On the other hand, when no attempt is made to get married by the age our Sages determined, many young adults experience tremendous difficulties in finding a partner, and get delayed for many years – over and above what they had planned – and in the end, get married with much less enthusiasm, joy and love, because the appropriate time of marriage is when people are younger (this week my wife lead a discussion for hundreds of parents and individuals who undertook to help single people get married. The sad stories she heard after the discussion is proof – out of pain and anguish – just how correct our Sages were in determining that a person should marry at a young age).
Indeed, the difficulties raised in your letter are true, and thus I would suggest you read a few paragraphs from my book, “Simchat Habayit u’Birchato“, in which I referred to these issues. Here are some excerpts:
The Obligation of Young Adults, Parents, and Society
Today, the mitzvah of marriage poses a major challenge for young adults, parents, and society. Within the span of a few years, young adults are required to establish their Torah worldview, acquire a profession that suits their capabilities, and start a family; in addition, young men are required to also serve in the army and further their Torah study.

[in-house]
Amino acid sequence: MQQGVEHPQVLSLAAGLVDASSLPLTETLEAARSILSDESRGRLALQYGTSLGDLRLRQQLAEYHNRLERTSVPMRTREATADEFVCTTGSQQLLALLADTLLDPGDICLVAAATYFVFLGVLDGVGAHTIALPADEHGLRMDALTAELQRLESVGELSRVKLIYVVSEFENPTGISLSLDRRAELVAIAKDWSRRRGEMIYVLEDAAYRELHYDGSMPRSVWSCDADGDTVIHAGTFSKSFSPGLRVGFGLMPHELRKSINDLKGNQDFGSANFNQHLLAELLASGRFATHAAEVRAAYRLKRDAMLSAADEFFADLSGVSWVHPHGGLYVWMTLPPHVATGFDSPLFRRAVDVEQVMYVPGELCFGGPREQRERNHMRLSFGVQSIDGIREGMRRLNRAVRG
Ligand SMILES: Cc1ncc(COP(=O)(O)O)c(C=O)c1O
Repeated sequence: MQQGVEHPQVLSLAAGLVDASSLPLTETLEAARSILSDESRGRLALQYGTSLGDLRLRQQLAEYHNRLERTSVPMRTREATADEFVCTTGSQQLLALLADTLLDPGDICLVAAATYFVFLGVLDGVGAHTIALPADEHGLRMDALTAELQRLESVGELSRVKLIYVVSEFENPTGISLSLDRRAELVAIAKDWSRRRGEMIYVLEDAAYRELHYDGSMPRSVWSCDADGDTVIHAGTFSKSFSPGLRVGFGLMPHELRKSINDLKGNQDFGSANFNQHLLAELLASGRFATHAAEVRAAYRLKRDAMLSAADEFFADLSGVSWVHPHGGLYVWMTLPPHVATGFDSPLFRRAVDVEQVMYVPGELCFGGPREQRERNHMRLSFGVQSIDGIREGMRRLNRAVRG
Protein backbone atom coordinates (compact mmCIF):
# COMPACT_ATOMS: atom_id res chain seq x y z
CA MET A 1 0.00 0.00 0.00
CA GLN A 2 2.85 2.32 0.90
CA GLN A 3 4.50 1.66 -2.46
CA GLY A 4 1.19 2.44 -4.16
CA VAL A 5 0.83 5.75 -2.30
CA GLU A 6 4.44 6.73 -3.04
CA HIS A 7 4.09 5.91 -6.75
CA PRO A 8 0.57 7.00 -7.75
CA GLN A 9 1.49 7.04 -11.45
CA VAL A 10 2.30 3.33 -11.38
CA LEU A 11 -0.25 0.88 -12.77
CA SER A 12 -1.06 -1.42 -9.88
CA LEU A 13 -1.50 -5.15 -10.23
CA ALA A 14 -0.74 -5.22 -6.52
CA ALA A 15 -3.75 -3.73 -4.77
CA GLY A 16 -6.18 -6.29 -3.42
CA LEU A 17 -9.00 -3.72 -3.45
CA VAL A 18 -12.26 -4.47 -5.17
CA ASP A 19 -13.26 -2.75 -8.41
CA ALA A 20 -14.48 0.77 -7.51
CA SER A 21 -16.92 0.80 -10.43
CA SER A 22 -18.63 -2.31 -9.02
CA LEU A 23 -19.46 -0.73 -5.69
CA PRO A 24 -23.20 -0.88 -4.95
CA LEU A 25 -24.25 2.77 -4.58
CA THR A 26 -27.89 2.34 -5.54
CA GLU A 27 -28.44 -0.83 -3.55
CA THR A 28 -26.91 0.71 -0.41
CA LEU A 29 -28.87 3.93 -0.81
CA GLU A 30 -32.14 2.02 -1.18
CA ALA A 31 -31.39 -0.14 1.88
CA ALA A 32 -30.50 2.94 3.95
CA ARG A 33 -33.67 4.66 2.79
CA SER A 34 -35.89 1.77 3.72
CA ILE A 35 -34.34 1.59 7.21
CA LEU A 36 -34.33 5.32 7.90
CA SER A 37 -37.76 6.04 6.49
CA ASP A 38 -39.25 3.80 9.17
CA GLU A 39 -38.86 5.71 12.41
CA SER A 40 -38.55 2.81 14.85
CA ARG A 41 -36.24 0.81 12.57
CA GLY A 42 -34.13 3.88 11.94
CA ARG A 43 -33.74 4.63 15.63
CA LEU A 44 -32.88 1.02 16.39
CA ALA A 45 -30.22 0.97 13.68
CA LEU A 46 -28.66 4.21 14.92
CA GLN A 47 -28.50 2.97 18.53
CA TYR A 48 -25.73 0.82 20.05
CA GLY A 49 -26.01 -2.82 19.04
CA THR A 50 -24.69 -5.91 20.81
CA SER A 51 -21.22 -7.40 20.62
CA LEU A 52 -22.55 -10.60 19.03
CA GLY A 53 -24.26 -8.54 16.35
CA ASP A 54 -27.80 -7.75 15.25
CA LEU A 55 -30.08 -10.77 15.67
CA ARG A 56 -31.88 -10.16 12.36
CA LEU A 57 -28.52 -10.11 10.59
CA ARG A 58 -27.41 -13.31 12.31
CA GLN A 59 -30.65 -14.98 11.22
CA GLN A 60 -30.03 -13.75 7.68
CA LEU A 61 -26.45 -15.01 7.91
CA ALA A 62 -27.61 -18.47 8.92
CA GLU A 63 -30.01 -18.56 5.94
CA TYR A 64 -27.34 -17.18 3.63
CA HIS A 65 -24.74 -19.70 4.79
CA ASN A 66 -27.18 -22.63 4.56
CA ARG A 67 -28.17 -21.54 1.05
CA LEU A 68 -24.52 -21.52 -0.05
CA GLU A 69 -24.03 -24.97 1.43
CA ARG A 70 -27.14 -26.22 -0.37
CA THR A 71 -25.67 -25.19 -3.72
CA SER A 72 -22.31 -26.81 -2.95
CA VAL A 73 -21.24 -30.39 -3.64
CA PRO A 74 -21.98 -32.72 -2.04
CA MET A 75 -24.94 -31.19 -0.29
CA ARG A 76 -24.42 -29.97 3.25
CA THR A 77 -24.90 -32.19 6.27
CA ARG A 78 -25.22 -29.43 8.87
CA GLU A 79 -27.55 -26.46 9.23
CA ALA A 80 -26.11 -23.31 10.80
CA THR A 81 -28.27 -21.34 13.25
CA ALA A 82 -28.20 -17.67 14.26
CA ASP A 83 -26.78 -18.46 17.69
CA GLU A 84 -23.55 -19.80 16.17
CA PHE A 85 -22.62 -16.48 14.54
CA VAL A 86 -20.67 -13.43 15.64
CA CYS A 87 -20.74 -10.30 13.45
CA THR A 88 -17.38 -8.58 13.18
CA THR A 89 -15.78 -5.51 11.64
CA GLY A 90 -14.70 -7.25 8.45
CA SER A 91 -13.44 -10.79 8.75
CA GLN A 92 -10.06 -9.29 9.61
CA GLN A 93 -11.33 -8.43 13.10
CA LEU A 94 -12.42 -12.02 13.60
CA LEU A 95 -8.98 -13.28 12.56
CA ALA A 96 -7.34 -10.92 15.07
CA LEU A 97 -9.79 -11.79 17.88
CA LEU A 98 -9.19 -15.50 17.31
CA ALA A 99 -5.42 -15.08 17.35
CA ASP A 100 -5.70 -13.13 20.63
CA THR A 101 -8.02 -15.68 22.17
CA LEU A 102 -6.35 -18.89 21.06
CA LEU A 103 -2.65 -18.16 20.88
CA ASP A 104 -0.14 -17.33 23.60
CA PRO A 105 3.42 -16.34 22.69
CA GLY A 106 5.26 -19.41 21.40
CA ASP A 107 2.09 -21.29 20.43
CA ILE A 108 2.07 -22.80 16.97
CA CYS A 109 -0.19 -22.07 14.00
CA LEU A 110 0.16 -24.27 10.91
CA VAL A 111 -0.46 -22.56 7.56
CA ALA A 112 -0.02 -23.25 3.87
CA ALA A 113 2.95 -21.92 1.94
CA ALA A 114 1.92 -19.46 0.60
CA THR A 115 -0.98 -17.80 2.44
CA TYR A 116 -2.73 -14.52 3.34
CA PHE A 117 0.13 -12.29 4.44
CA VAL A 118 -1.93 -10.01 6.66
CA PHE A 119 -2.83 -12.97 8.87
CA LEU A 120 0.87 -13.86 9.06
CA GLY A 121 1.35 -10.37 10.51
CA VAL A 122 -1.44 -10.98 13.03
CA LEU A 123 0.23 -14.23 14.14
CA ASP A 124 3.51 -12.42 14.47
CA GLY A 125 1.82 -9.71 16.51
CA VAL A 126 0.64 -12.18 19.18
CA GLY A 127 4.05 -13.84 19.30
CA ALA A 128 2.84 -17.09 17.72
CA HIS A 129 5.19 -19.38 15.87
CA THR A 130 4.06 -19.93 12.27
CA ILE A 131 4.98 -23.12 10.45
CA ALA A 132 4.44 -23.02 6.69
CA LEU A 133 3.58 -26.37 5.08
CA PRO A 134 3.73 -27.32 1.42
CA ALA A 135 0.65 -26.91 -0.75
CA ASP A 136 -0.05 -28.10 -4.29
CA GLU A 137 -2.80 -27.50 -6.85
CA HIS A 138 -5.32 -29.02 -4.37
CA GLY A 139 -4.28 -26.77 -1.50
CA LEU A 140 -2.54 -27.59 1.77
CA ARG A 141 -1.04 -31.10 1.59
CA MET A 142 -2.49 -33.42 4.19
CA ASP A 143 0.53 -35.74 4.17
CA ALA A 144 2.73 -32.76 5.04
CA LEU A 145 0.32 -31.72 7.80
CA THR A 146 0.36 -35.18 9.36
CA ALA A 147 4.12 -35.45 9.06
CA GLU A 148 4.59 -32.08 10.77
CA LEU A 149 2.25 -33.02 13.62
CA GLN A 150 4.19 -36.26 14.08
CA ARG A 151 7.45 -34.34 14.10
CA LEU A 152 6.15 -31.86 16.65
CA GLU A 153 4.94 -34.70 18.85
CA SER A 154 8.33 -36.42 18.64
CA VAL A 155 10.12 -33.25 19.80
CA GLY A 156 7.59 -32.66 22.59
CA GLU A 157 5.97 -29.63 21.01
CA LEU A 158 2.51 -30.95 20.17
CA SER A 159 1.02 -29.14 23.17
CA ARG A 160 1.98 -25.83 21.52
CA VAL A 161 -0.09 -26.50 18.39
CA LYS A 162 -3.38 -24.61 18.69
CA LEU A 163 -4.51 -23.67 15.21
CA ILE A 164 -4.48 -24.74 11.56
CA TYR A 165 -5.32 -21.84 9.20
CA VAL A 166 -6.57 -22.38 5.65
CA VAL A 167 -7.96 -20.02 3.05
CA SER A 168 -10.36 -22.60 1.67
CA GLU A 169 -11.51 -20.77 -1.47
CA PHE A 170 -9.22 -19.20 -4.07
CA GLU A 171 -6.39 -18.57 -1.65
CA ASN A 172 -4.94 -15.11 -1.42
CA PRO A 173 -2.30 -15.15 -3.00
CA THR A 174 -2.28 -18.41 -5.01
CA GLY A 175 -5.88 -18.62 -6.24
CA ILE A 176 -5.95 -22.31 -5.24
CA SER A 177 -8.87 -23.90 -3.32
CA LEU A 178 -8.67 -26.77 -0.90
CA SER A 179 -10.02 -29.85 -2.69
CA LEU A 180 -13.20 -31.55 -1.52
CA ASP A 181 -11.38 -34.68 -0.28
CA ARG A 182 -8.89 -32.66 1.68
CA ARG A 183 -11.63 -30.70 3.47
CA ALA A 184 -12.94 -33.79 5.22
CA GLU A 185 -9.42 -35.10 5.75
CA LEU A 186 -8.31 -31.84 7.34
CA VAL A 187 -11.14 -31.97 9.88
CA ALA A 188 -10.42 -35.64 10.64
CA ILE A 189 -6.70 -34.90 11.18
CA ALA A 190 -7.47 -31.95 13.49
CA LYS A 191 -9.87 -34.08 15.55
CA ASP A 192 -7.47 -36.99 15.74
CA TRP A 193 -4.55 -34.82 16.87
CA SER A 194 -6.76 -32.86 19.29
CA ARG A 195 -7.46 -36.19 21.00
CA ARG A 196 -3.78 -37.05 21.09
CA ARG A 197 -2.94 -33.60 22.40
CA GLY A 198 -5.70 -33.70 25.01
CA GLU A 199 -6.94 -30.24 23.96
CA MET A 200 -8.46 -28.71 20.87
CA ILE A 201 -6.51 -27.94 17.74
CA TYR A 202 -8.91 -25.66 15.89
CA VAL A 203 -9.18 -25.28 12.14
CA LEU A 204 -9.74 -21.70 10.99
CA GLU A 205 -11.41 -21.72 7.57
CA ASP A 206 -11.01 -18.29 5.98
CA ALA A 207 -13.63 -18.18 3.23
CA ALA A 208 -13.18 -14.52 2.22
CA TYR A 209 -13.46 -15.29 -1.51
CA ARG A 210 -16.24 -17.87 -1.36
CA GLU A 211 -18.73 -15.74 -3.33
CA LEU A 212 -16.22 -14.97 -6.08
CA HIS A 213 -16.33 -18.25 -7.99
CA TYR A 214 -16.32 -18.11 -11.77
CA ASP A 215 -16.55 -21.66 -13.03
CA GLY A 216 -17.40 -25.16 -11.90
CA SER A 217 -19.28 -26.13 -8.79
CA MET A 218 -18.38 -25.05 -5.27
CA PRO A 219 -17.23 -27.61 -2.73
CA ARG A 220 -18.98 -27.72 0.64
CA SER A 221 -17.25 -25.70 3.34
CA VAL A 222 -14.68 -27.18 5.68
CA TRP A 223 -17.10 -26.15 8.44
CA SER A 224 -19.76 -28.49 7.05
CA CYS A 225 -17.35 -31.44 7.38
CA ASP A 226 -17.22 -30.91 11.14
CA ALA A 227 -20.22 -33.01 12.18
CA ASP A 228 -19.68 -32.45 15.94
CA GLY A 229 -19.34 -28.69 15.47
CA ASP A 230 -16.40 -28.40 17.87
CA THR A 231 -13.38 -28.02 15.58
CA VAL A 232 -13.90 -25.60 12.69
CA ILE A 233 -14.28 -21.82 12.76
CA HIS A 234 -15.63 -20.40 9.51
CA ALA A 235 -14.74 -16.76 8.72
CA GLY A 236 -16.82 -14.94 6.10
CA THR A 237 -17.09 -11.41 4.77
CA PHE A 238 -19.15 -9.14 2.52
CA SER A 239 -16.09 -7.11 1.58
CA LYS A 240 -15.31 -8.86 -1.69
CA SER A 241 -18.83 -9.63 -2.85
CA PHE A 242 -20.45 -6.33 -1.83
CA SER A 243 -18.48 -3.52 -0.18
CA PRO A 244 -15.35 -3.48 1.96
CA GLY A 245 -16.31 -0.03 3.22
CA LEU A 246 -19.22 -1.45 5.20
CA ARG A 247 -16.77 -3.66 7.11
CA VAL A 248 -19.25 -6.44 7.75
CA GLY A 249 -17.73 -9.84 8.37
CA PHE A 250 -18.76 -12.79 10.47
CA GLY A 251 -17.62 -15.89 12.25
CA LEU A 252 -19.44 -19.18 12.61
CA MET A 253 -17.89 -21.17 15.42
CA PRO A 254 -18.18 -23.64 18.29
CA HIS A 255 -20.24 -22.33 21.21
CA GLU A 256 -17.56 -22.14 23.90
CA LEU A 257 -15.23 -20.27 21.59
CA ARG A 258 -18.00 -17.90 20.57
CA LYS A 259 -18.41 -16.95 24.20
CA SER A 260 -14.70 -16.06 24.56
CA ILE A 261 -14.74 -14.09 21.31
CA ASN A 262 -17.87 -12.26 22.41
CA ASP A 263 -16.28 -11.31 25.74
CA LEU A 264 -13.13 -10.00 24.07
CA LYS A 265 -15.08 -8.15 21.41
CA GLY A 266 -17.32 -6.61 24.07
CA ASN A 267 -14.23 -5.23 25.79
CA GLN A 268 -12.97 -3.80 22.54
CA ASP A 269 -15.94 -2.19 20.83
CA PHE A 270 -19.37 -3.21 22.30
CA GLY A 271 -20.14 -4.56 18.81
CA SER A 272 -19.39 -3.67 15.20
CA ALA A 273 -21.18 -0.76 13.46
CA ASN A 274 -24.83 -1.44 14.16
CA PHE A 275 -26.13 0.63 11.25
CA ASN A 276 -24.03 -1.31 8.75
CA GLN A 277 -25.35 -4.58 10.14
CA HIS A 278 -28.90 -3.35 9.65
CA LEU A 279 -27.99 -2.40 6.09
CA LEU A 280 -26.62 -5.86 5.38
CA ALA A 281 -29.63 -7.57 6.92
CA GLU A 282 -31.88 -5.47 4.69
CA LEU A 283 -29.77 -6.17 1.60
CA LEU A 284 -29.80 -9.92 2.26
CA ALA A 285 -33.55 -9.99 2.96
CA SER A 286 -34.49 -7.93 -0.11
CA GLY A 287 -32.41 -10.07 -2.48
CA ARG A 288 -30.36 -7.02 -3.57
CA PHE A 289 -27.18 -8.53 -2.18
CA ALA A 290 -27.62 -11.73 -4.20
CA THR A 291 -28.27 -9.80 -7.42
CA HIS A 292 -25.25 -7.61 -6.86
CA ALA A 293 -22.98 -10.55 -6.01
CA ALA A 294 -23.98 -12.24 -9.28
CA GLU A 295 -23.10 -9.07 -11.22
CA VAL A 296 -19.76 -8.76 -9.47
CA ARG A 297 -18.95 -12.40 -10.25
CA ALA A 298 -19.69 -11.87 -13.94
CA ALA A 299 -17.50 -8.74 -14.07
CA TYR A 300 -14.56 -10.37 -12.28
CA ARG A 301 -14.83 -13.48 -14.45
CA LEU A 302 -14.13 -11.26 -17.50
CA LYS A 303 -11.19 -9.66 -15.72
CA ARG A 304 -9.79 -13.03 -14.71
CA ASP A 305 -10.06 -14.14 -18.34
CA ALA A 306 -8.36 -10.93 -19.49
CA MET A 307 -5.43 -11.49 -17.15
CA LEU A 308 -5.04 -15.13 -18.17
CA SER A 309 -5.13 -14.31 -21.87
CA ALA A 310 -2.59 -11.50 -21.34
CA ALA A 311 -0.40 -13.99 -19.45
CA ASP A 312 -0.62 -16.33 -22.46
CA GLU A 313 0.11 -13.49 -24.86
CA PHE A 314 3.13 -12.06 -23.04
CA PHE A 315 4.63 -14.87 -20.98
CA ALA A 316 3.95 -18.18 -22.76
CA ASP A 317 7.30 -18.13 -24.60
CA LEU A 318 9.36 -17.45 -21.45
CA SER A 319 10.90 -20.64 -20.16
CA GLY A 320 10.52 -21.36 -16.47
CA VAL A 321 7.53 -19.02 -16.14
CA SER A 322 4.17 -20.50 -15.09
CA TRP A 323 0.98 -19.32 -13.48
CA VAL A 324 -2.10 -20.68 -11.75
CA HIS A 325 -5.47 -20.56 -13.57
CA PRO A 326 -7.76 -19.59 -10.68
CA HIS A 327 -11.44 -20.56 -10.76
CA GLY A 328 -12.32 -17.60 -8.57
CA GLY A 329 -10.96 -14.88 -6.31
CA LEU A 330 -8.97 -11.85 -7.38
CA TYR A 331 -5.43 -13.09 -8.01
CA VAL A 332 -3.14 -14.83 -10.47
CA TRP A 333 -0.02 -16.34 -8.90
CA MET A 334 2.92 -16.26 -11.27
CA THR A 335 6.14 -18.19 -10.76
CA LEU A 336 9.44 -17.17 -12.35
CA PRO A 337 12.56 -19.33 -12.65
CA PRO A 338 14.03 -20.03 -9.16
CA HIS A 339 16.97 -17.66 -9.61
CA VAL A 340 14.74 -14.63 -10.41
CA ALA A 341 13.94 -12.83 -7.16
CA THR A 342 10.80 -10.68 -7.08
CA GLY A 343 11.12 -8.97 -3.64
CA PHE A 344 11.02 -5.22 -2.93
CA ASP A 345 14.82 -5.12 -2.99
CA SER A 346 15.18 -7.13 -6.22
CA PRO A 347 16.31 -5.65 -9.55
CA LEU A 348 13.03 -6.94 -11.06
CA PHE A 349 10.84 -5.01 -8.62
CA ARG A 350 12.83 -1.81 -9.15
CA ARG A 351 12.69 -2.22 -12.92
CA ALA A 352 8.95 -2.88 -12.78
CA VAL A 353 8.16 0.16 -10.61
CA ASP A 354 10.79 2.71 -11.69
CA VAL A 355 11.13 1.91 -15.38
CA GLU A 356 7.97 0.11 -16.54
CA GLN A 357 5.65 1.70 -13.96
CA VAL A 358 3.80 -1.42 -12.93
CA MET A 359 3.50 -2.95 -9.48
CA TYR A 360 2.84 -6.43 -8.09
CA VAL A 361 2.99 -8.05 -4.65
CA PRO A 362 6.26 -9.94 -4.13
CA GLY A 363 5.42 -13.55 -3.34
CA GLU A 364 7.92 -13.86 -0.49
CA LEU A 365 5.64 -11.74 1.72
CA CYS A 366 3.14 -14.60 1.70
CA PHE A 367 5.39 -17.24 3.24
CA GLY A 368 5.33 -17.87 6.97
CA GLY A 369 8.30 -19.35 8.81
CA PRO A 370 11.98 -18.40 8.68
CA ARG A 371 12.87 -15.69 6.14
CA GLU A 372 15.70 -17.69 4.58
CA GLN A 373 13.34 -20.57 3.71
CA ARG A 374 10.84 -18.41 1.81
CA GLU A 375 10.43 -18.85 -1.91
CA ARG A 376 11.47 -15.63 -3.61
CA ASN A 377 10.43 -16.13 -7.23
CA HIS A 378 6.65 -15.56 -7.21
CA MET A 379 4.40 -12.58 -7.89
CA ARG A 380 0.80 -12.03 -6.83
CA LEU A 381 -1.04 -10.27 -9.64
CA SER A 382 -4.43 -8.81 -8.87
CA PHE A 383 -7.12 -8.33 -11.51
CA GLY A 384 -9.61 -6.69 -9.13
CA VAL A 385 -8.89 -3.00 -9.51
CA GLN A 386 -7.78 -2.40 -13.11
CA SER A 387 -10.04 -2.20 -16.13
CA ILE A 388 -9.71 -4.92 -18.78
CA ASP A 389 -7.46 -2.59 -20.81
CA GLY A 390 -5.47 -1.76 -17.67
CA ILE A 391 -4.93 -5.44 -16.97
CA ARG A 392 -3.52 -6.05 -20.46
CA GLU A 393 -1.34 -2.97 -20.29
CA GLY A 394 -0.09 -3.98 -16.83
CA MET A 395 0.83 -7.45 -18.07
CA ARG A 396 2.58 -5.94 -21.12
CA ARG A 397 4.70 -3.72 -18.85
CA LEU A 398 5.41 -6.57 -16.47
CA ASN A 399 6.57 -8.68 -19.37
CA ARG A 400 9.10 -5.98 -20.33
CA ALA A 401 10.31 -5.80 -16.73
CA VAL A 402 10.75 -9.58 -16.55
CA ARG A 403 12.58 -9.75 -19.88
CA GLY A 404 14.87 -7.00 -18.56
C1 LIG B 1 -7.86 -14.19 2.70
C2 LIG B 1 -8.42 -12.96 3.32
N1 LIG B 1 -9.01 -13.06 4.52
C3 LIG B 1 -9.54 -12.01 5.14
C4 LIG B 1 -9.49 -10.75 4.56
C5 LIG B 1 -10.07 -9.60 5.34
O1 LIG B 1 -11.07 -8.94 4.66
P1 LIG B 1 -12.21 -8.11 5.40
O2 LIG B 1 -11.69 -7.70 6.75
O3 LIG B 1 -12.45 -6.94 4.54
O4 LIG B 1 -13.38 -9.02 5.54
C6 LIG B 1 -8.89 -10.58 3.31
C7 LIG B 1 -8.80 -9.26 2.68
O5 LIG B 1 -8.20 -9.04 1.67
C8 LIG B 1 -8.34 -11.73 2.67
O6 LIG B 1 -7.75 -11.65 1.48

The first duty lies with young adults, who are required to plan their paths well, and not waste time during these precious years. For even after having defined our times as a sha’at dachak, in which marriage can be postponed until the age of 24 – one who wastes his time during these years nullifies the fulfillment of themitzvah. Therefore, it is the duty of every young adult to pave a path in which they can integrate all of these ideals jointly – to get married at an early age, and at the same time, acquire a profession that suits their talents, so they can support their families and contribute to the improvement of society.